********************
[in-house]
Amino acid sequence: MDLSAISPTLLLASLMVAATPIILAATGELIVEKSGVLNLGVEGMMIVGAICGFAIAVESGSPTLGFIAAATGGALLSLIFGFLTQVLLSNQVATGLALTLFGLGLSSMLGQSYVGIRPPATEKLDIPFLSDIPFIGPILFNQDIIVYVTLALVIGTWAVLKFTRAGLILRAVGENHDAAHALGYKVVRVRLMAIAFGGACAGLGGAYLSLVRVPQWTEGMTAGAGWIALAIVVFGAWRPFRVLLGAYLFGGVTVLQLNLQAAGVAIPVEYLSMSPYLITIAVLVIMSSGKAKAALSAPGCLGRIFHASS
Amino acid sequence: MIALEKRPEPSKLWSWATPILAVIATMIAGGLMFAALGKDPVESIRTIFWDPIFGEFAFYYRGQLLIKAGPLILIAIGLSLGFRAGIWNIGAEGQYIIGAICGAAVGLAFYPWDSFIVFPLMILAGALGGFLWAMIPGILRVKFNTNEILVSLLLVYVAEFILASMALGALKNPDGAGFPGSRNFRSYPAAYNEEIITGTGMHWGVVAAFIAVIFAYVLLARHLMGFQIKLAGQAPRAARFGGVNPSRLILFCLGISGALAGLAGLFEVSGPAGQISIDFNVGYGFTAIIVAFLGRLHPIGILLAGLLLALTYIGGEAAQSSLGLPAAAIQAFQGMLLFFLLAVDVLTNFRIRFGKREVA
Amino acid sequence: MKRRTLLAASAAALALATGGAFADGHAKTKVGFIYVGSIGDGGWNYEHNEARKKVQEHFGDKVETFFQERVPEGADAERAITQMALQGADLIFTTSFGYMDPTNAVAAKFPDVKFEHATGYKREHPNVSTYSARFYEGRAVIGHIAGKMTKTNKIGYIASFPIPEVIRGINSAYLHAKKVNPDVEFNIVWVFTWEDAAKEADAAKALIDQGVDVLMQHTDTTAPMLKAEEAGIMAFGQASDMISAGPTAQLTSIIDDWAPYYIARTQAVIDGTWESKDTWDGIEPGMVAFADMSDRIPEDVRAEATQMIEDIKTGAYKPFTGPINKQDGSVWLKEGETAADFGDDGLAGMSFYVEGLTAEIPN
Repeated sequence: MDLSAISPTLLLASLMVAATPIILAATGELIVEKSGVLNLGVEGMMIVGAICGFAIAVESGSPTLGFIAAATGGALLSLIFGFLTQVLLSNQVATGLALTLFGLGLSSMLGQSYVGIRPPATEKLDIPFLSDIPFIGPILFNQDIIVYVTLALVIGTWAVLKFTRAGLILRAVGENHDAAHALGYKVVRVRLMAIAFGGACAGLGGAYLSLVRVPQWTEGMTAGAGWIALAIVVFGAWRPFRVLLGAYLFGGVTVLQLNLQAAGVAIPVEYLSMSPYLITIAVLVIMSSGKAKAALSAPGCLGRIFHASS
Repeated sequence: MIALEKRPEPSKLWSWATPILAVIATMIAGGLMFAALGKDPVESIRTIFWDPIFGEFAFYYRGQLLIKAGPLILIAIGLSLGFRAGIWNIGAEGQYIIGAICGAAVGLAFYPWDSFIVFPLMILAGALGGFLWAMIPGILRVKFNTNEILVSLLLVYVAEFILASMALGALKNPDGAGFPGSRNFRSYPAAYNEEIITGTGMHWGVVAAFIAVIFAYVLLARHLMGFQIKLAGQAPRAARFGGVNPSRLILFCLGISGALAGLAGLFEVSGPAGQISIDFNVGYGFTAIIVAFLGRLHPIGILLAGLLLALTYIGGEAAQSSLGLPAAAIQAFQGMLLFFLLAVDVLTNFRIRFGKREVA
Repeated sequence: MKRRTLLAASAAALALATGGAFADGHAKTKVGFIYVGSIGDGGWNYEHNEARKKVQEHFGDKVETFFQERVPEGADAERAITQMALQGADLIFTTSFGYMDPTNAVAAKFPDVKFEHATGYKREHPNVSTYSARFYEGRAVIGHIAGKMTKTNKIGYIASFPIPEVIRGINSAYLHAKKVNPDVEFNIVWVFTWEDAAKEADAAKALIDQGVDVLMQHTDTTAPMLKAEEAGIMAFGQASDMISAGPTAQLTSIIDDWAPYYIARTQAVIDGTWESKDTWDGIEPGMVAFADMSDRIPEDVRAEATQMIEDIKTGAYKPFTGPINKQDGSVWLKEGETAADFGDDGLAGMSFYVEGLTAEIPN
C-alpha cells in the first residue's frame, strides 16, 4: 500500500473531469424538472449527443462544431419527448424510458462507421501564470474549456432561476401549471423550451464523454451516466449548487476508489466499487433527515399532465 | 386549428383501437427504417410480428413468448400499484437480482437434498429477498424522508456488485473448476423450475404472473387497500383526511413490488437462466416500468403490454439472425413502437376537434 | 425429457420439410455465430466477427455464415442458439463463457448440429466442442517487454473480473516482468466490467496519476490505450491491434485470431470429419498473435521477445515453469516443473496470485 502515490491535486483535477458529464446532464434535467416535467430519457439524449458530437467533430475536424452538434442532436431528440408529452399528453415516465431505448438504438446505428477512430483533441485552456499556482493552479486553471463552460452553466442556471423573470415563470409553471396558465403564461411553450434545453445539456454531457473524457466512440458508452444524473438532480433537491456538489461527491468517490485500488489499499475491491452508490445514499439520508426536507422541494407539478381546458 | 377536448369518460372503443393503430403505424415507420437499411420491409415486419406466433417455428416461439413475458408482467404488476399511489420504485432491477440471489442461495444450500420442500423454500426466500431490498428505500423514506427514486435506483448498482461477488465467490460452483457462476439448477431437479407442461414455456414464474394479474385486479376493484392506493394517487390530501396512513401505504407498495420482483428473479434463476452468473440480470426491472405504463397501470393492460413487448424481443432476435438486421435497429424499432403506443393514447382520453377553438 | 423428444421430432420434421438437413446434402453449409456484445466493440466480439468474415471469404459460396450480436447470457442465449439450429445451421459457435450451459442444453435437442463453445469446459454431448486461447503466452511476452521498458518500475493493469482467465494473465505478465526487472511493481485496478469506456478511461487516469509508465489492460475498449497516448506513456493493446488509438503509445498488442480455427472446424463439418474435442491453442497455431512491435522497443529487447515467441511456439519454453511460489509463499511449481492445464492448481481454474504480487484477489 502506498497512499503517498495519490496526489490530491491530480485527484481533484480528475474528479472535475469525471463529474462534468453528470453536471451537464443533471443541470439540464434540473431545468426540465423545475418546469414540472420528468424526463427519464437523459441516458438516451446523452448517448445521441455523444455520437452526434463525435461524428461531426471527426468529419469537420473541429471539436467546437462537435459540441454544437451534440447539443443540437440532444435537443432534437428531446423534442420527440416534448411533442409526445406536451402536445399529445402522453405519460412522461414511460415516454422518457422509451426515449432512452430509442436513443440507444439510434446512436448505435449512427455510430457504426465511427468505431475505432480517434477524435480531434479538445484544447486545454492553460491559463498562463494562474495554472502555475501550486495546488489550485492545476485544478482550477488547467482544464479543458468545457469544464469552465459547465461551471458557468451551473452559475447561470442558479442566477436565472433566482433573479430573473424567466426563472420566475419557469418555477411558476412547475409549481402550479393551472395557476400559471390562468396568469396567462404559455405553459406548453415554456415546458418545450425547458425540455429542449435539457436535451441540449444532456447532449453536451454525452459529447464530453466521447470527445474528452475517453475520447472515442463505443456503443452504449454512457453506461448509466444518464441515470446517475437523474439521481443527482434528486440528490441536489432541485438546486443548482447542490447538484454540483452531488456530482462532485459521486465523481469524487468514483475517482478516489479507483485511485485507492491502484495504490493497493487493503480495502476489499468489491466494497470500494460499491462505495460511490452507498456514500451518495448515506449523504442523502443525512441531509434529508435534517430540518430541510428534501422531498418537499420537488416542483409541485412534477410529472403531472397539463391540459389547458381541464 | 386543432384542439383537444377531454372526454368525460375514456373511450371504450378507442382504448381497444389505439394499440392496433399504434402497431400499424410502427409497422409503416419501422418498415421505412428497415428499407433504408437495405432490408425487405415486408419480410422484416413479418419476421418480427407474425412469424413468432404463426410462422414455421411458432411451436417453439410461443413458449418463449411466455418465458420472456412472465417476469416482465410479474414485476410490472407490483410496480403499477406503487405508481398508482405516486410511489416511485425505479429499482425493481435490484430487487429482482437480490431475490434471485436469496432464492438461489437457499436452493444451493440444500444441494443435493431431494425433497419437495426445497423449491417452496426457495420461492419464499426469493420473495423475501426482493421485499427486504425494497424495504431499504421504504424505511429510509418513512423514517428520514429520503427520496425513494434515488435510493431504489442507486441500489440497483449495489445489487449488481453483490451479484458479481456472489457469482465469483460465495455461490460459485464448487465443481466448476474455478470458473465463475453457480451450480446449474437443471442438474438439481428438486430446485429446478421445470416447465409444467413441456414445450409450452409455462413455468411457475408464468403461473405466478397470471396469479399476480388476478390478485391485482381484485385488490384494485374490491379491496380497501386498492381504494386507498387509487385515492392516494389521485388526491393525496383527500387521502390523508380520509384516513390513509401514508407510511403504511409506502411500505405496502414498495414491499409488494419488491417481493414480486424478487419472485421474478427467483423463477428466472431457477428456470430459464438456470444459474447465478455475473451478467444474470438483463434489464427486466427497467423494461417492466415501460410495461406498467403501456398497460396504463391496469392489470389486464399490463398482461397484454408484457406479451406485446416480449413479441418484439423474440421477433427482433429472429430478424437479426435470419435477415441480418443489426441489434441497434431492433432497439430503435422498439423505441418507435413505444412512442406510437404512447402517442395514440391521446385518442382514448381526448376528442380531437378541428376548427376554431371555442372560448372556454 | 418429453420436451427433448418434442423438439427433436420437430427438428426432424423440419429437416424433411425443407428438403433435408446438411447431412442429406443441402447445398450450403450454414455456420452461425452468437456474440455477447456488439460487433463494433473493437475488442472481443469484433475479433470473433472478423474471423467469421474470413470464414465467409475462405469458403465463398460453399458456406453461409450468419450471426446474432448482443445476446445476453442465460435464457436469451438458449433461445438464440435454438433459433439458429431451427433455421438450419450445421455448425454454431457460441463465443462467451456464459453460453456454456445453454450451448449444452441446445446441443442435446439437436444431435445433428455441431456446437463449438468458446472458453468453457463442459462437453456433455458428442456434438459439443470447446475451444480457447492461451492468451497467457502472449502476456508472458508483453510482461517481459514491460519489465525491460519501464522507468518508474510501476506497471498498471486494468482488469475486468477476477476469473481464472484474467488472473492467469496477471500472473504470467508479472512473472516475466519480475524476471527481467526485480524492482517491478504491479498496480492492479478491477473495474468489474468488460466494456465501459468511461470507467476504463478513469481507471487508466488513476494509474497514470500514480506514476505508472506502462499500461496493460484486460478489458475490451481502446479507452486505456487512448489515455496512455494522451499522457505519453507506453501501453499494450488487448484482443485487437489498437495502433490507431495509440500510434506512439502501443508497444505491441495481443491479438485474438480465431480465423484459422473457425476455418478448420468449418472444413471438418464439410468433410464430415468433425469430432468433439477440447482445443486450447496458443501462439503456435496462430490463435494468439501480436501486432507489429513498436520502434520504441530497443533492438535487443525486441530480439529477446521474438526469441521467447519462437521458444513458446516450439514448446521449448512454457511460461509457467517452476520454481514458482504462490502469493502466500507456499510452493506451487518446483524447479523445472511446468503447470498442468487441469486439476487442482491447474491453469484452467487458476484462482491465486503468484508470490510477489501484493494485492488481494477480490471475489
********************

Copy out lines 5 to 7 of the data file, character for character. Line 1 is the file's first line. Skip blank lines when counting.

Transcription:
Repeated sequence: MDLSAISPTLLLASLMVAATPIILAATGELIVEKSGVLNLGVEGMMIVGAICGFAIAVESGSPTLGFIAAATGGALLSLIFGFLTQVLLSNQVATGLALTLFGLGLSSMLGQSYVGIRPPATEKLDIPFLSDIPFIGPILFNQDIIVYVTLALVIGTWAVLKFTRAGLILRAVGENHDAAHALGYKVVRVRLMAIAFGGACAGLGGAYLSLVRVPQWTEGMTAGAGWIALAIVVFGAWRPFRVLLGAYLFGGVTVLQLNLQAAGVAIPVEYLSMSPYLITIAVLVIMSSGKAKAALSAPGCLGRIFHASS
Repeated sequence: MIALEKRPEPSKLWSWATPILAVIATMIAGGLMFAALGKDPVESIRTIFWDPIFGEFAFYYRGQLLIKAGPLILIAIGLSLGFRAGIWNIGAEGQYIIGAICGAAVGLAFYPWDSFIVFPLMILAGALGGFLWAMIPGILRVKFNTNEILVSLLLVYVAEFILASMALGALKNPDGAGFPGSRNFRSYPAAYNEEIITGTGMHWGVVAAFIAVIFAYVLLARHLMGFQIKLAGQAPRAARFGGVNPSRLILFCLGISGALAGLAGLFEVSGPAGQISIDFNVGYGFTAIIVAFLGRLHPIGILLAGLLLALTYIGGEAAQSSLGLPAAAIQAFQGMLLFFLLAVDVLTNFRIRFGKREVA
Repeated sequence: MKRRTLLAASAAALALATGGAFADGHAKTKVGFIYVGSIGDGGWNYEHNEARKKVQEHFGDKVETFFQERVPEGADAERAITQMALQGADLIFTTSFGYMDPTNAVAAKFPDVKFEHATGYKREHPNVSTYSARFYEGRAVIGHIAGKMTKTNKIGYIASFPIPEVIRGINSAYLHAKKVNPDVEFNIVWVFTWEDAAKEADAAKALIDQGVDVLMQHTDTTAPMLKAEEAGIMAFGQASDMISAGPTAQLTSIIDDWAPYYIARTQAVIDGTWESKDTWDGIEPGMVAFADMSDRIPEDVRAEATQMIEDIKTGAYKPFTGPINKQDGSVWLKEGETAADFGDDGLAGMSFYVEGLTAEIPN